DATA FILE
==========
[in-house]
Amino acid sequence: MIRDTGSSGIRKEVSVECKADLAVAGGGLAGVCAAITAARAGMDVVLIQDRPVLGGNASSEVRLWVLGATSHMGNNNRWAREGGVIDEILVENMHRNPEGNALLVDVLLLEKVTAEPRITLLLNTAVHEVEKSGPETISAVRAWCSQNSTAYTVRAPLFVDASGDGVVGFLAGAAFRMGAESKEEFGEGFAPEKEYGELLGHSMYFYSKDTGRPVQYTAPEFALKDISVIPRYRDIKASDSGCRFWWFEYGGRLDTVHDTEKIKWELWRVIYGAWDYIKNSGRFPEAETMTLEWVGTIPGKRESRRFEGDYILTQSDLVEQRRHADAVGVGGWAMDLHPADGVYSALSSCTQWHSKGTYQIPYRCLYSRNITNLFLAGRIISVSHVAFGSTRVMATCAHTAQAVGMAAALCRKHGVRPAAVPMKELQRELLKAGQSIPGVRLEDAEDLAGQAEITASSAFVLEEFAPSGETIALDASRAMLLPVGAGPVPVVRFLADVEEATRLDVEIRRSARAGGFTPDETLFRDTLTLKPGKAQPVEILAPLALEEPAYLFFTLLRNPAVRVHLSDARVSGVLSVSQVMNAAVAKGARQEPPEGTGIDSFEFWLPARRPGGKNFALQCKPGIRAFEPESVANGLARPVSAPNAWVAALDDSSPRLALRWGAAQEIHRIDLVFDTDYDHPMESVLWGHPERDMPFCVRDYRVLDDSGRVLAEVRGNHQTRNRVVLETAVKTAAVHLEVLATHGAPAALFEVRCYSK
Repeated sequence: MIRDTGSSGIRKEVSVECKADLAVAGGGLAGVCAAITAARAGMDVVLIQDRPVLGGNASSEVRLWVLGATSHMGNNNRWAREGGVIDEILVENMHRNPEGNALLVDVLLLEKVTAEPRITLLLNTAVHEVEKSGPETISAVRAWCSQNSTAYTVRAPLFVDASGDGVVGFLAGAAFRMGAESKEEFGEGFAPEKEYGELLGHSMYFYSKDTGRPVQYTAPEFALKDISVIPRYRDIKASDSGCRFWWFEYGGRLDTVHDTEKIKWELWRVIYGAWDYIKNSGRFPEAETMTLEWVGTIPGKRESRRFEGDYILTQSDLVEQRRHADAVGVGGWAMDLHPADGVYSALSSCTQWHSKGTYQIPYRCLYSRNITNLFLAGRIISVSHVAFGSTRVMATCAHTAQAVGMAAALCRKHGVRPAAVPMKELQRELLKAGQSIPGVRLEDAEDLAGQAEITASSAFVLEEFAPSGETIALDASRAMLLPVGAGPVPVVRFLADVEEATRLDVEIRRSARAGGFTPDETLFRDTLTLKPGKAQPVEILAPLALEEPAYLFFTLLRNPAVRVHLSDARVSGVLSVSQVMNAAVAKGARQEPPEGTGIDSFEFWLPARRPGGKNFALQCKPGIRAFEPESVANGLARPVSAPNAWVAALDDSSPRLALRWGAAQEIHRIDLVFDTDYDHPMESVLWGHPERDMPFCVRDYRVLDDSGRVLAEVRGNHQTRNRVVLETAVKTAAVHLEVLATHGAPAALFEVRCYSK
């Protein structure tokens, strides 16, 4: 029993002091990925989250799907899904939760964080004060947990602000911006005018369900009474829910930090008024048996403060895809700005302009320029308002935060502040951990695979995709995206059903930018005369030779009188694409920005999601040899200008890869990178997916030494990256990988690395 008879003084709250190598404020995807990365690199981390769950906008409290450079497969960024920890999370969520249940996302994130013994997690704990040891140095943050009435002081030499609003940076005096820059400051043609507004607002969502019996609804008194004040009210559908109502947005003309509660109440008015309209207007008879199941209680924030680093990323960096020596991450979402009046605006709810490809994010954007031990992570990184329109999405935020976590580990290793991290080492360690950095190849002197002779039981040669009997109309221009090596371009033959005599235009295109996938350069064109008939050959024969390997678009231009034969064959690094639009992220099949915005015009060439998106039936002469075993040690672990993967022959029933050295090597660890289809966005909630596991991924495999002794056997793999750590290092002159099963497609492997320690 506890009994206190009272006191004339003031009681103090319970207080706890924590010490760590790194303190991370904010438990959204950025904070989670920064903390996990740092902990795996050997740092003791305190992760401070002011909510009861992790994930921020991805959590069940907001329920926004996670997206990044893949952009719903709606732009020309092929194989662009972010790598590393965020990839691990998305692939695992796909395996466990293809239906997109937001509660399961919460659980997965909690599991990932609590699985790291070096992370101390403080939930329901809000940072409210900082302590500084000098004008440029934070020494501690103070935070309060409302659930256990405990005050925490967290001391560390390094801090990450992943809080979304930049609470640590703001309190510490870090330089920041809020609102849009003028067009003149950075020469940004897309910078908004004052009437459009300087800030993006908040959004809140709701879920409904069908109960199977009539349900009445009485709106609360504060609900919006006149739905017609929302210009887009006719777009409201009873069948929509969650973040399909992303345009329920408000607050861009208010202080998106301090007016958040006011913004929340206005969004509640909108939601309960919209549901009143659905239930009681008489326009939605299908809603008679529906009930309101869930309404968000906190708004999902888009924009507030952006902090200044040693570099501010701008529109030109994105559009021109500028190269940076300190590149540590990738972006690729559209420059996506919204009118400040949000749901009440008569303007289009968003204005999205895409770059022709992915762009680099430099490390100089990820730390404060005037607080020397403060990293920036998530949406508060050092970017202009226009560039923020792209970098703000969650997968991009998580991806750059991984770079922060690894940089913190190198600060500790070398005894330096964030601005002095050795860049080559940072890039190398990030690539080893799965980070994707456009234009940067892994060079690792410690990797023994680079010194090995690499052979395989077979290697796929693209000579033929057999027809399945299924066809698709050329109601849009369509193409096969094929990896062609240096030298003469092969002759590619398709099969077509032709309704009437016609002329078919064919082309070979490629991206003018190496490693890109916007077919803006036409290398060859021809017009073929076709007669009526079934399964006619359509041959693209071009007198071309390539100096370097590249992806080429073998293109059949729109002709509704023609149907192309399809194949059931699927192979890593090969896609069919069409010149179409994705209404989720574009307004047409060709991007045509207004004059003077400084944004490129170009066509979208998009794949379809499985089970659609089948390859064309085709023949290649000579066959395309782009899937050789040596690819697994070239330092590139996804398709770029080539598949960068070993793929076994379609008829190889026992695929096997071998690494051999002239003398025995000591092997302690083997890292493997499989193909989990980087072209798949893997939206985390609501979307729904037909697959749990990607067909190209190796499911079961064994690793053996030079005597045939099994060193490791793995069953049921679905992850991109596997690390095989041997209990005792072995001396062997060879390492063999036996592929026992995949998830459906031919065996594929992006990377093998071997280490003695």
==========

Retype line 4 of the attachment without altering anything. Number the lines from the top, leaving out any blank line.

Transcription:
């Protein structure tokens, strides 16, 4: 029993002091990925989250799907899904939760964080004060947990602000911006005018369900009474829910930090008024048996403060895809700005302009320029308002935060502040951990695979995709995206059903930018005369030779009188694409920005999601040899200008890869990178997916030494990256990988690395 008879003084709250190598404020995807990365690199981390769950906008409290450079497969960024920890999370969520249940996302994130013994997690704990040891140095943050009435002081030499609003940076005096820059400051043609507004607002969502019996609804008194004040009210559908109502947005003309509660109440008015309209207007008879199941209680924030680093990323960096020596991450979402009046605006709810490809994010954007031990992570990184329109999405935020976590580990290793991290080492360690950095190849002197002779039981040669009997109309221009090596371009033959005599235009295109996938350069064109008939050959024969390997678009231009034969064959690094639009992220099949915005015009060439998106039936002469075993040690672990993967022959029933050295090597660890289809966005909630596991991924495999002794056997793999750590290092002159099963497609492997320690 506890009994206190009272006191004339003031009681103090319970207080706890924590010490760590790194303190991370904010438990959204950025904070989670920064903390996990740092902990795996050997740092003791305190992760401070002011909510009861992790994930921020991805959590069940907001329920926004996670997206990044893949952009719903709606732009020309092929194989662009972010790598590393965020990839691990998305692939695992796909395996466990293809239906997109937001509660399961919460659980997965909690599991990932609590699985790291070096992370101390403080939930329901809000940072409210900082302590500084000098004008440029934070020494501690103070935070309060409302659930256990405990005050925490967290001391560390390094801090990450992943809080979304930049609470640590703001309190510490870090330089920041809020609102849009003028067009003149950075020469940004897309910078908004004052009437459009300087800030993006908040959004809140709701879920409904069908109960199977009539349900009445009485709106609360504060609900919006006149739905017609929302210009887009006719777009409201009873069948929509969650973040399909992303345009329920408000607050861009208010202080998106301090007016958040006011913004929340206005969004509640909108939601309960919209549901009143659905239930009681008489326009939605299908809603008679529906009930309101869930309404968000906190708004999902888009924009507030952006902090200044040693570099501010701008529109030109994105559009021109500028190269940076300190590149540590990738972006690729559209420059996506919204009118400040949000749901009440008569303007289009968003204005999205895409770059022709992915762009680099430099490390100089990820730390404060005037607080020397403060990293920036998530949406508060050092970017202009226009560039923020792209970098703000969650997968991009998580991806750059991984770079922060690894940089913190190198600060500790070398005894330096964030601005002095050795860049080559940072890039190398990030690539080893799965980070994707456009234009940067892994060079690792410690990797023994680079010194090995690499052979395989077979290697796929693209000579033929057999027809399945299924066809698709050329109601849009369509193409096969094929990896062609240096030298003469092969002759590619398709099969077509032709309704009437016609002329078919064919082309070979490629991206003018190496490693890109916007077919803006036409290398060859021809017009073929076709007669009526079934399964006619359509041959693209071009007198071309390539100096370097590249992806080429073998293109059949729109002709509704023609149907192309399809194949059931699927192979890593090969896609069919069409010149179409994705209404989720574009307004047409060709991007045509207004004059003077400084944004490129170009066509979208998009794949379809499985089970659609089948390859064309085709023949290649000579066959395309782009899937050789040596690819697994070239330092590139996804398709770029080539598949960068070993793929076994379609008829190889026992695929096997071998690494051999002239003398025995000591092997302690083997890292493997499989193909989990980087072209798949893997939206985390609501979307729904037909697959749990990607067909190209190796499911079961064994690793053996030079005597045939099994060193490791793995069953049921679905992850991109596997690390095989041997209990005792072995001396062997060879390492063999036996592929026992995949998830459906031919065996594929992006990377093998071997280490003695």